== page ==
Curb on Mesh Implants for Stress Urinary Incontinence

Peter Russell

July 12, 2018

The use of vaginal mesh implants to treat complications after childbirth will be "paused" in NHS hospitals in England, the Department for Health and Social Care (DHSC) has announced.

It follows preliminary recommendations from an independent review set up by the then Secretary of State, Jeremy Hunt, which said that surgical mesh should not be used for the treatment of stress urinary incontinence until adequate safeguards were in place to reduce the risk of injuries.

The Government said it accepted the recommendation after seeking advice from the chief medical officer and senior clinicians. It agreed that the pause should be extended to include vaginally inserted mesh to treat pelvic organ prolapse.

'Women Are Suffering Terribly'

The procedure involves inserting a net-like fabric into the vagina to support the bladder, womb or bowel. Thousands of women have reported disabling complications as a result of the procedure.

Former health minister Baroness Julia Cumberlege, who is chairing the review, said: "I have been appalled at the seriousness and scale of the tragic stories we have heard from women and their families. We have heard from many women who are suffering terribly. Their bravery and dignity in speaking out is deeply moving, and their sadness, anger, pain and frustration at what has happened to them and others has been compelling. We had to act now."

Independent Review

The Independent Medicines and Medical Devices Safety Review was set up to investigate how the healthcare system had responded to concerns raised by patients and families about three medical interventions. These are:

The review may make recommendations regarding these interventions but also about how the healthcare system could improve its response to concerns raised about other medicines and medical devices in the future.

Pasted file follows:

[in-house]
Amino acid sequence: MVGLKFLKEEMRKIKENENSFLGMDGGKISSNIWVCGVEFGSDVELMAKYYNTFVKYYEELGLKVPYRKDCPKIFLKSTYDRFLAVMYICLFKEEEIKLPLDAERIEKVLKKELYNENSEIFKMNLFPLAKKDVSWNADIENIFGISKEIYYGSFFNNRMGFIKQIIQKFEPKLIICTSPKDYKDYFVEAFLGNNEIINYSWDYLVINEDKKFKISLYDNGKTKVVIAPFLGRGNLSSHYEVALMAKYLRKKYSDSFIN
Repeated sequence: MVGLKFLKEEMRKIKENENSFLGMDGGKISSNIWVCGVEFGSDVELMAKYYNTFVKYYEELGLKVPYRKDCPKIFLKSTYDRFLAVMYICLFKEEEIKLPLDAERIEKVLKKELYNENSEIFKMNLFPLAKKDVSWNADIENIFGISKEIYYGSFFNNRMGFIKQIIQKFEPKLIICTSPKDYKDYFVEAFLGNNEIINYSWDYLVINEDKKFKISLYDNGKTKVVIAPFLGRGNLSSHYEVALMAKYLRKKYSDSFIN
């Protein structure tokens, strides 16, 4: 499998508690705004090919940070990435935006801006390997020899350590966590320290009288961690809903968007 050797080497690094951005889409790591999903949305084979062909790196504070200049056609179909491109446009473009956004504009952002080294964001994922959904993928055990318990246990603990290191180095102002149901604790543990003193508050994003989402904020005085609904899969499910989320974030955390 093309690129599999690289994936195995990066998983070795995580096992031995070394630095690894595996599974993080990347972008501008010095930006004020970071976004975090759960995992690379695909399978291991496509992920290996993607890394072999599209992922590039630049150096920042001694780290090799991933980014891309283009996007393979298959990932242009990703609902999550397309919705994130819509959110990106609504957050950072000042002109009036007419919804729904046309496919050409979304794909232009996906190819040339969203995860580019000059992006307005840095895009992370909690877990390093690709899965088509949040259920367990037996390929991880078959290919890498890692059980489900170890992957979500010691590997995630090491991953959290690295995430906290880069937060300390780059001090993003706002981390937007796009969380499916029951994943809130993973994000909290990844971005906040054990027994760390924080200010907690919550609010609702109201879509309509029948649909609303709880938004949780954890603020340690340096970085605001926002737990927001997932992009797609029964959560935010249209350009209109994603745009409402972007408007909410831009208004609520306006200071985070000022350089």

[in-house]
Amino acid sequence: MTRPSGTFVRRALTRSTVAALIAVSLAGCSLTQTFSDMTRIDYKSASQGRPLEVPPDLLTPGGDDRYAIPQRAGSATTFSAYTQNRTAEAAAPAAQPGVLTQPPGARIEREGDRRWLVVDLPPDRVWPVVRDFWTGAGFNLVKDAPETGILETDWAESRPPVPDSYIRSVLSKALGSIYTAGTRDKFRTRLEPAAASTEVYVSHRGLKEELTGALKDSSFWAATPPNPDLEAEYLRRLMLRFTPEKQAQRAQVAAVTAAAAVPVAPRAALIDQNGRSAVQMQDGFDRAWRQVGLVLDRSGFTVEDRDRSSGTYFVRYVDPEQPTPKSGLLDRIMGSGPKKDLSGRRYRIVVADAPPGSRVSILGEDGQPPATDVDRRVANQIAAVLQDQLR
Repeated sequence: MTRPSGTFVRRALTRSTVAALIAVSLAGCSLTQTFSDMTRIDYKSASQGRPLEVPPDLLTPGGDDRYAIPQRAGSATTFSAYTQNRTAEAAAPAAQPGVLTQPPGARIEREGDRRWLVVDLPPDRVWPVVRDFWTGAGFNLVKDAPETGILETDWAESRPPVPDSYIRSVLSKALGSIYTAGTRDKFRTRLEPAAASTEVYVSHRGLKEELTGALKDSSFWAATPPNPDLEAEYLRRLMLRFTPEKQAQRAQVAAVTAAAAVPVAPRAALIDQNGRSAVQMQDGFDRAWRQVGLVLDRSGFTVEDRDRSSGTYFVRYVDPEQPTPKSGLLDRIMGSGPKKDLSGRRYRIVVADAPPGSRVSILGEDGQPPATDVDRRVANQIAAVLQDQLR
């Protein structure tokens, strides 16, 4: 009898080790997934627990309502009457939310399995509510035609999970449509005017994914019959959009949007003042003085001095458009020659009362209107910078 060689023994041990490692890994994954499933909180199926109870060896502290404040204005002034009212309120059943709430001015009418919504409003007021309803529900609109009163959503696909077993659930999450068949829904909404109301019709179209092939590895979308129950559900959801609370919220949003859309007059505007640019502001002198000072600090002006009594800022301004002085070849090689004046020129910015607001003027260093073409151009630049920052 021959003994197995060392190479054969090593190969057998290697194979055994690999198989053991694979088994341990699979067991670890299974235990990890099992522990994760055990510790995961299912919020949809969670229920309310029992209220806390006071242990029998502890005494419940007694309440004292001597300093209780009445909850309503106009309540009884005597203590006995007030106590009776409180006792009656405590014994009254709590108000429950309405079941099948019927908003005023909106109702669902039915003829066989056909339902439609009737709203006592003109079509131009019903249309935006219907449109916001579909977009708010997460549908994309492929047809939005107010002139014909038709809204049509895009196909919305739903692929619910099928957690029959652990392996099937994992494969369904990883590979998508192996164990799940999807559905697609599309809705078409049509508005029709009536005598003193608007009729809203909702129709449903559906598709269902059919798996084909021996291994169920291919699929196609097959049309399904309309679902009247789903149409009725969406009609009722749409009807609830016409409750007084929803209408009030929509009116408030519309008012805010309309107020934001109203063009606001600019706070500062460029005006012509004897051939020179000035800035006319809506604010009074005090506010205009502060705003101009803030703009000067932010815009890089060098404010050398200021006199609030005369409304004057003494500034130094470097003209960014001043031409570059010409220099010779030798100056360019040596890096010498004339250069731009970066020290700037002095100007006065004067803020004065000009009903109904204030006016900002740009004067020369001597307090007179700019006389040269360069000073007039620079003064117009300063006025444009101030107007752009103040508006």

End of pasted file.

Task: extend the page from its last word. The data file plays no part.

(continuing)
Vaginally inserted meshes will only be used in England when there is no alternative "and after close and comprehensive consultation between patient and clinician, with rigorous oversight and governance at all times", the DHSC said.

NHS England said it would now work with other health agencies to pause procedures quickly and safely.

NHS England and NHS Improvement have written to providers to ensure that provider medical directors and nurse directors are equipped with advice and guidance to ensure that clinicians can support patients to make clear decisions about their treatment.

Conditions Set for Lifting the Pause on Procedures

The conditions of lifting the pause in the use of surgical mesh, which the review said should be met by March 2019, are that:

  • Surgeons should only undertake operations for stress urinary incontinence if they are appropriately trained, and only if they undertake operations regularly

  • They report every procedure to a national database

  • A register of operations is maintained to ensure every procedure is notified and a record kept of each woman who has undergone the surgery

  • Complications reported via the Medicines and Healthcare products Regulatory Agency (MHRA) are linked to the register

  • There should be identification and accreditation of specialist centres for stress urinary incontinence mesh procedures, for removal procedures and other aspects of care for those adversely affected by surgical mesh

The latest development follows guidance in December 2017 from the National Institute for Health and Care Excellence (NICE) which said there were "serious but well-recognised safety concerns" about the use of mesh and that the procedure should only be used for research.

The Scottish government suspended the use of mesh for stress urinary incontinence in 2014.

Mesh used for bowel patients (rectopexy) in England has not been included in the temporary suspension and will be considered separately by the review.

Owen Smith MP, chair of The All Party Parliamentary Group on Surgical Mesh Implants tweeted that the decision to suspend mesh procedures "is welcome and overdue but raises significant questions about our regulators, the MHRA and NICE. Why did they not listen to the worries about mesh? Why did it take a sustained campaign and an independent review to act?"

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